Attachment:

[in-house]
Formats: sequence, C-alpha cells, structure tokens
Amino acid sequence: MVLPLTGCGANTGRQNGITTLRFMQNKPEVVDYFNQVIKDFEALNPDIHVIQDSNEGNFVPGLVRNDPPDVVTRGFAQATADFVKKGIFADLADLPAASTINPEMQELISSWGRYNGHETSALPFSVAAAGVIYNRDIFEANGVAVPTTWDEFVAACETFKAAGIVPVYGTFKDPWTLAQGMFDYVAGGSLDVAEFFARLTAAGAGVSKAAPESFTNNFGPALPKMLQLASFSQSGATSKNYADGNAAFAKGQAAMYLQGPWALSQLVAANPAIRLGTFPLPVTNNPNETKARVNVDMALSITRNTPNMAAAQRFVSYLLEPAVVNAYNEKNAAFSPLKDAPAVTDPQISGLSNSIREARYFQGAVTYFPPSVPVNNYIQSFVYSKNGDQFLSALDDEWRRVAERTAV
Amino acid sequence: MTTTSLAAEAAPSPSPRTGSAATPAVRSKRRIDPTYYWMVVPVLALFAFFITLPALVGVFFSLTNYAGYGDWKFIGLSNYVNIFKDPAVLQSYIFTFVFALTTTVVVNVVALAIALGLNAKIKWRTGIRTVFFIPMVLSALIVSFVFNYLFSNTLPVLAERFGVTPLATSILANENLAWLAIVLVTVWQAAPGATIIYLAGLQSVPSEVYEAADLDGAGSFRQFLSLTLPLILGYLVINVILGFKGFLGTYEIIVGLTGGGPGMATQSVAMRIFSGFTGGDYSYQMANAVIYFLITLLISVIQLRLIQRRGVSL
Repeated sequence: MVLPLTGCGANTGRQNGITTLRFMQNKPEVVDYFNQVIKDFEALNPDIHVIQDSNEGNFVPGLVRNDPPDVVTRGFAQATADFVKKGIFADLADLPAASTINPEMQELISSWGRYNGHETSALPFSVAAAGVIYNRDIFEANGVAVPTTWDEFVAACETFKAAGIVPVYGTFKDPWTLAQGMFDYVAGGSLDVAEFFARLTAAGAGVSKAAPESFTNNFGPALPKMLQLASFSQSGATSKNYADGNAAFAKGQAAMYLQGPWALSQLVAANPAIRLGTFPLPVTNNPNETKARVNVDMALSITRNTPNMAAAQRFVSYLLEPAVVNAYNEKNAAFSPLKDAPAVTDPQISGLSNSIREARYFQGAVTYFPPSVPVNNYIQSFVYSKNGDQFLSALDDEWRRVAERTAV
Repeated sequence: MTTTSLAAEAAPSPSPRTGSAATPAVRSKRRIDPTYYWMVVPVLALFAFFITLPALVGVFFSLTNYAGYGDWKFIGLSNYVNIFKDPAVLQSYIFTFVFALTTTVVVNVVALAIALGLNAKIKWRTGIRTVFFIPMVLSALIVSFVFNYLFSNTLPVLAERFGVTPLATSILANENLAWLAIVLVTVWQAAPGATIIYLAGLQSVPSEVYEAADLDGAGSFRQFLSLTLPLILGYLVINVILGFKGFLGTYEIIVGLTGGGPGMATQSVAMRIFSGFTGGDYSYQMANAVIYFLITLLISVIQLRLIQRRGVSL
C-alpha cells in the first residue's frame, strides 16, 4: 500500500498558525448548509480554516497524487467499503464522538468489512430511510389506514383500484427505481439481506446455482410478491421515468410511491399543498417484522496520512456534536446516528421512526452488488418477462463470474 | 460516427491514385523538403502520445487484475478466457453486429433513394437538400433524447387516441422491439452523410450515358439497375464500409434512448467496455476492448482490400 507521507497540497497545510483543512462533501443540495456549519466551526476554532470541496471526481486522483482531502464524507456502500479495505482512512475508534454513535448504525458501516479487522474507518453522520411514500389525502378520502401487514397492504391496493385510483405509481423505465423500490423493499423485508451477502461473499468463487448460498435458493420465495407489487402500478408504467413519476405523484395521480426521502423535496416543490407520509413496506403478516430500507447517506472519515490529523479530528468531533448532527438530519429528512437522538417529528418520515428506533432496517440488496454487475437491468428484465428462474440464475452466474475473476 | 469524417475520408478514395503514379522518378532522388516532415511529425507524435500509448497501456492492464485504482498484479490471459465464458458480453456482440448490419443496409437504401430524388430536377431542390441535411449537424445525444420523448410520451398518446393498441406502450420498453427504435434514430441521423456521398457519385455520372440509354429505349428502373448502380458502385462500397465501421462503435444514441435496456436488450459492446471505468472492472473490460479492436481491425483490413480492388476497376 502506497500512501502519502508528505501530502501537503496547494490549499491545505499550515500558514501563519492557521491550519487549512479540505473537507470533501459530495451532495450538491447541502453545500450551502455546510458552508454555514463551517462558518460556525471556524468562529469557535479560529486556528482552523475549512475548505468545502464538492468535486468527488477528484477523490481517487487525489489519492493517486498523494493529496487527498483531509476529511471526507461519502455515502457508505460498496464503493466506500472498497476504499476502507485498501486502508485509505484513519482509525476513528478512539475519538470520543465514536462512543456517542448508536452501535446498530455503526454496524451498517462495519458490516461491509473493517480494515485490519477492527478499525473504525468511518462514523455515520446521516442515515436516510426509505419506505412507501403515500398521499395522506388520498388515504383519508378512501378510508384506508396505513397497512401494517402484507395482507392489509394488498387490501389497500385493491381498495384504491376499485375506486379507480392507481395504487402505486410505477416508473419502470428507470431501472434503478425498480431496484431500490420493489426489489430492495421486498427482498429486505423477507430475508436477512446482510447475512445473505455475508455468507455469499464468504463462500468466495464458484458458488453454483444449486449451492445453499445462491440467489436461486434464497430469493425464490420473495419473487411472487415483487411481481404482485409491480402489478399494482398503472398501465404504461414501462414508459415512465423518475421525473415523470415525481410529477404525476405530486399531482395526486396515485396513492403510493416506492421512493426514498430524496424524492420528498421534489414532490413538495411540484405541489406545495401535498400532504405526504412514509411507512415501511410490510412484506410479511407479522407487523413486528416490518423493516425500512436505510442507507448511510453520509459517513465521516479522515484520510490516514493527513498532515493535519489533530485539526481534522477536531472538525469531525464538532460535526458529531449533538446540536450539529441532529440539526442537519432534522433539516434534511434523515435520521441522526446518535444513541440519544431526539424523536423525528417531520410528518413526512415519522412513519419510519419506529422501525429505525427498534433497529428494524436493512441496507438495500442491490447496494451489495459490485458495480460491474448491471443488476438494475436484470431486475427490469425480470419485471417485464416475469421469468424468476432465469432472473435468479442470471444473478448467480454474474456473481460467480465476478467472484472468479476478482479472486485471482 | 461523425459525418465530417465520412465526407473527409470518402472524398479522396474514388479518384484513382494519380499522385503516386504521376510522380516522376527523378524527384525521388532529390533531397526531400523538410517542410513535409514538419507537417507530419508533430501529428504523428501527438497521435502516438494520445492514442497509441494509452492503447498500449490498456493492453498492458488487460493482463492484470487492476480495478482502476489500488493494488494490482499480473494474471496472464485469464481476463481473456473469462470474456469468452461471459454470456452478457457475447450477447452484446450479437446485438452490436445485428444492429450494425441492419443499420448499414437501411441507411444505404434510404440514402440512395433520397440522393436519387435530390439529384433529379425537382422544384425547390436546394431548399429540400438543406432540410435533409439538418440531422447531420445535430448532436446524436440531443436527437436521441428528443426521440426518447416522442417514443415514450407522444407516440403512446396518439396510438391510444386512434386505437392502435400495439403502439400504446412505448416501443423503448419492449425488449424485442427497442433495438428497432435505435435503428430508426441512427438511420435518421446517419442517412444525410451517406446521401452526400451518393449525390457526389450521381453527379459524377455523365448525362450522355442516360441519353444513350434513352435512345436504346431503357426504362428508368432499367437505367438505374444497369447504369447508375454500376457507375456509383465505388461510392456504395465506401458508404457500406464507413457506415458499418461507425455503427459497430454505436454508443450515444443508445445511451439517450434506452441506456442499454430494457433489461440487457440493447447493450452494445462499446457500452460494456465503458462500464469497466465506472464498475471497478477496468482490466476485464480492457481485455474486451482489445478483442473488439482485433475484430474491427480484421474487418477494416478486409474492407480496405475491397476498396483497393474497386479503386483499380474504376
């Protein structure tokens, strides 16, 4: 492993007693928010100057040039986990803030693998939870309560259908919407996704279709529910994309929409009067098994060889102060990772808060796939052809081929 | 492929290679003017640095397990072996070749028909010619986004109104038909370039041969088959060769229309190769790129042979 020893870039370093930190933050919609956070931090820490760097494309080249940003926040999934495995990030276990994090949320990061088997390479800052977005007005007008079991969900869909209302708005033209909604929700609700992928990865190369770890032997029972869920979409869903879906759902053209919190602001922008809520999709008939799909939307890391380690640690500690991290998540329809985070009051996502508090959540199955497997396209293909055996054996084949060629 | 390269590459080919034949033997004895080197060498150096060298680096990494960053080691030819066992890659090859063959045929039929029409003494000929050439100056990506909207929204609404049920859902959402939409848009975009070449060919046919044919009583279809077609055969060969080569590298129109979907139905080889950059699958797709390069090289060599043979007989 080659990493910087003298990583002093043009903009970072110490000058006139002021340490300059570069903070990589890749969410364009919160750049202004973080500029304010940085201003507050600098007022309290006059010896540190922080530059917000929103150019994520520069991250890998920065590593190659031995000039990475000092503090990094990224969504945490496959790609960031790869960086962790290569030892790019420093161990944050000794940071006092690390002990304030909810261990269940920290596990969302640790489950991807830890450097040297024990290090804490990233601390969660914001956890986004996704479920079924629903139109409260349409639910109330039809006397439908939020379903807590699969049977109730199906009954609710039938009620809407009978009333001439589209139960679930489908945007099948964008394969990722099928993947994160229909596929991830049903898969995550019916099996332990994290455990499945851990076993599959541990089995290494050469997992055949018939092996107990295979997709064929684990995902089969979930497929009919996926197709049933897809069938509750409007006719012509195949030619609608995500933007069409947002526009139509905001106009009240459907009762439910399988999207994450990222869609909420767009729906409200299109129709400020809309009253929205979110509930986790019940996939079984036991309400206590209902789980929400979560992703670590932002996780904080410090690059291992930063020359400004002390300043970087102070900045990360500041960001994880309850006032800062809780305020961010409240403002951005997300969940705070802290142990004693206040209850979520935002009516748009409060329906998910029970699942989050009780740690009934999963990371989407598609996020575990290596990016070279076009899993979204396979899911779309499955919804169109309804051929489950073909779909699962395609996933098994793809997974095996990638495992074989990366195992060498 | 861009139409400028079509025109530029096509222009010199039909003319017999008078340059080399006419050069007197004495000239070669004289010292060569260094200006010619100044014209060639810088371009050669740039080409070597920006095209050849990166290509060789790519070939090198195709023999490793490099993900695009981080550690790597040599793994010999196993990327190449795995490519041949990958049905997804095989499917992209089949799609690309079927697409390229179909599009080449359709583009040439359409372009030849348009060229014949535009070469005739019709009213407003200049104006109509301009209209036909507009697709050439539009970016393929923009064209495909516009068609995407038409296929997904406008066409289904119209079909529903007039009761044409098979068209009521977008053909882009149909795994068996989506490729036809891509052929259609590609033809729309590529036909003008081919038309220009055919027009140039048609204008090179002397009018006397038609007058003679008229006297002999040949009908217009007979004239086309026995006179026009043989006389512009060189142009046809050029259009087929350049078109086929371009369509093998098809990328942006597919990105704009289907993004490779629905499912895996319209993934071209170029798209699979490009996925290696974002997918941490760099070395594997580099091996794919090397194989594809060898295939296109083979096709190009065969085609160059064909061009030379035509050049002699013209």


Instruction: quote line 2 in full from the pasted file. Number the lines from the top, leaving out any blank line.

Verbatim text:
Formats: sequence, C-alpha cells, structure tokens